Monday, April 25, 2011
Queen Victoria's grand plan to marry as many of her descendants as possible into the reigning families of Europe resulted in her progeny sitting on the thrones of no fewer than 10 nations. After all, as the saying went back then, "blood is thicker than water," and so with this network of rulers related to the woman who was dubbed the "Grandmama of Europe," surely then peace would prevail. But of course, little more than a dozen years after Victoria's 1901 funeral, attended by a host of these relatives, cousin was pitted against cousin in unprecedentedly hideous global combat.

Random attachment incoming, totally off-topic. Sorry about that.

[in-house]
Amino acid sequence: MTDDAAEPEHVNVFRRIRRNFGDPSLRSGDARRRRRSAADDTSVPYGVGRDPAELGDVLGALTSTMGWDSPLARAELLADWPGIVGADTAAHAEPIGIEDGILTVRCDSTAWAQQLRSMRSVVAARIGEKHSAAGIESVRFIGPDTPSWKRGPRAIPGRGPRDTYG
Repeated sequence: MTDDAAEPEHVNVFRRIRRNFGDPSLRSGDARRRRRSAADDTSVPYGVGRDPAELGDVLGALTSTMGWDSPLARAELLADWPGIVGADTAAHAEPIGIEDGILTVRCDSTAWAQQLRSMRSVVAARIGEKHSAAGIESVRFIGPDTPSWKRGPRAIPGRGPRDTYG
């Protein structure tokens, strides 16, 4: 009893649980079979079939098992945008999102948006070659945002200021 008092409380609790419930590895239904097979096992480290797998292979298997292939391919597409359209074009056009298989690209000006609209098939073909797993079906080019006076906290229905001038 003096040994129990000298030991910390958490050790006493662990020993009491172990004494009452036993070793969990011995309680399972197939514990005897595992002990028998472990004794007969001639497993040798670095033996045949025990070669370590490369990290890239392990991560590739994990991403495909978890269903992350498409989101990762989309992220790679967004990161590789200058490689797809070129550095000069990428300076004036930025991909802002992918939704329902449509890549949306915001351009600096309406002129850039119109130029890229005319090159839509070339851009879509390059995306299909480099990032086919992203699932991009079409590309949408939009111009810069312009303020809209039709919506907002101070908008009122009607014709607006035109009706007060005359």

In "George, Nicholas and Wilhelm," a finalist in the biography category for this year's Los Angeles Times Book Prizes, British biographer Miranda Carter focuses on the nexus among the heads of state in three of the major combatants, Britain, Russia and Germany. The allied King George and Czar Nicholas (shown above) were not only first cousins (their Danish mothers were sisters) but they looked so much alike that people frequently mistook one for the other. Nicholas' wife was also a first cousin to George (on his father's side) and Kaiser Wilhelm bore the same close relationship to both. (He was also related twice over to the czar.) In Carter's capable hands, what could so easily be little more than an annotated family tree springs to life full of vivid, flesh-and-blood characters and replete with family attachments, feuds and quarrels. As her story unfolds, we see just how determinative — and sometimes irrelevant — these turned out to be.